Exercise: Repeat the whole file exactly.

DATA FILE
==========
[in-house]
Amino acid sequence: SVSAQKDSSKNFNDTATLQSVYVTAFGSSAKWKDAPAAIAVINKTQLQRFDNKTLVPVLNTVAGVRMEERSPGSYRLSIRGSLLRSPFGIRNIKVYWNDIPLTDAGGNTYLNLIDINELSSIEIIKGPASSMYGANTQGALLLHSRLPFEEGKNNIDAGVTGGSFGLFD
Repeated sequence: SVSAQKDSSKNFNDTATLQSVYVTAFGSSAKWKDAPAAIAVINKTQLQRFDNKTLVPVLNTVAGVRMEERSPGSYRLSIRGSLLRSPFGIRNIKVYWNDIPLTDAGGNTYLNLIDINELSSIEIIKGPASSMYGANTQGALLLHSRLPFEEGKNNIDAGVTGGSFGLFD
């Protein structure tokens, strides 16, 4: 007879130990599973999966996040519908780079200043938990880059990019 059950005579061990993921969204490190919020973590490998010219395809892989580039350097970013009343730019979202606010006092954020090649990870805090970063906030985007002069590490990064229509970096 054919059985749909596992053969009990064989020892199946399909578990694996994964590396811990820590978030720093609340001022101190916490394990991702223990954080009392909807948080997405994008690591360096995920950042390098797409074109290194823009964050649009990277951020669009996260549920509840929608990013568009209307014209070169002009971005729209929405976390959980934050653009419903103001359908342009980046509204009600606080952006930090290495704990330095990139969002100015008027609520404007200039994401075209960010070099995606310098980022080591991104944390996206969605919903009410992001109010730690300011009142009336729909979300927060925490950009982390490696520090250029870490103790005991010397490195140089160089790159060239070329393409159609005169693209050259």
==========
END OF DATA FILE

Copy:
[in-house]
Amino acid sequence: SVSAQKDSSKNFNDTATLQSVYVTAFGSSAKWKDAPAAIAVINKTQLQRFDNKTLVPVLNTVAGVRMEERSPGSYRLSIRGSLLRSPFGIRNIKVYWNDIPLTDAGGNTYLNLIDINELSSIEIIKGPASSMYGANTQGALLLHSRLPFEEGKNNIDAGVTGGSFGLFD
Repeated sequence: SVSAQKDSSKNFNDTATLQSVYVTAFGSSAKWKDAPAAIAVINKTQLQRFDNKTLVPVLNTVAGVRMEERSPGSYRLSIRGSLLRSPFGIRNIKVYWNDIPLTDAGGNTYLNLIDINELSSIEIIKGPASSMYGANTQGALLLHSRLPFEEGKNNIDAGVTGGSFGLFD
């Protein structure tokens, strides 16, 4: 007879130990599973999966996040519908780079200043938990880059990019 059950005579061990993921969204490190919020973590490998010219395809892989580039350097970013009343730019979202606010006092954020090649990870805090970063906030985007002069590490990064229509970096 054919059985749909596992053969009990064989020892199946399909578990694996994964590396811990820590978030720093609340001022101190916490394990991702223990954080009392909807948080997405994008690591360096995920950042390098797409074109290194823009964050649009990277951020669009996260549920509840929608990013568009209307014209070169002009971005729209929405976390959980934050653009419903103001359908342009980046509204009600606080952006930090290495704990330095990139969002100015008027609520404007200039994401075209960010070099995606310098980022080591991104944390996206969605919903009410992001109010730690300011009142009336729909979300927060925490950009982390490696520090250029870490103790005991010397490195140089160089790159060239070329393409159609005169693209050259």